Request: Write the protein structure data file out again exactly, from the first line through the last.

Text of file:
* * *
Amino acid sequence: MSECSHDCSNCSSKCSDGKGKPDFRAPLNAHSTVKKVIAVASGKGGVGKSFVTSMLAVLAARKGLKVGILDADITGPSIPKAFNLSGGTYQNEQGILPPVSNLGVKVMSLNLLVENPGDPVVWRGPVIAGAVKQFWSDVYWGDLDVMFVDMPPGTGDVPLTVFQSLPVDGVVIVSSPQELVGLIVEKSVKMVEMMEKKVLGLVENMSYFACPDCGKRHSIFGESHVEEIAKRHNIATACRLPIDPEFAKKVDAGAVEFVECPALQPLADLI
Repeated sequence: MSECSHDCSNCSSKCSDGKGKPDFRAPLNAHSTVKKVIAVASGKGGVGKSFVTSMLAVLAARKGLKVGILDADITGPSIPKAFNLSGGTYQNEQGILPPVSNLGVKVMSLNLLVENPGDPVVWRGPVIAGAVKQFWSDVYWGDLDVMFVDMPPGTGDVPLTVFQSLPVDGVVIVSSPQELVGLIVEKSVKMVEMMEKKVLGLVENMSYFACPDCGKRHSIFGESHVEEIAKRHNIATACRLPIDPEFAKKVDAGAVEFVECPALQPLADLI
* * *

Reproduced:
Amino acid sequence: MSECSHDCSNCSSKCSDGKGKPDFRAPLNAHSTVKKVIAVASGKGGVGKSFVTSMLAVLAARKGLKVGILDADITGPSIPKAFNLSGGTYQNEQGILPPVSNLGVKVMSLNLLVENPGDPVVWRGPVIAGAVKQFWSDVYWGDLDVMFVDMPPGTGDVPLTVFQSLPVDGVVIVSSPQELVGLIVEKSVKMVEMMEKKVLGLVENMSYFACPDCGKRHSIFGESHVEEIAKRHNIATACRLPIDPEFAKKVDAGAVEFVECPALQPLADLI
Repeated sequence: MSECSHDCSNCSSKCSDGKGKPDFRAPLNAHSTVKKVIAVASGKGGVGKSFVTSMLAVLAARKGLKVGILDADITGPSIPKAFNLSGGTYQNEQGILPPVSNLGVKVMSLNLLVENPGDPVVWRGPVIAGAVKQFWSDVYWGDLDVMFVDMPPGTGDVPLTVFQSLPVDGVVIVSSPQELVGLIVEKSVKMVEMMEKKVLGLVENMSYFACPDCGKRHSIFGESHVEEIAKRHNIATACRLPIDPEFAKKVDAGAVEFVECPALQPLADLI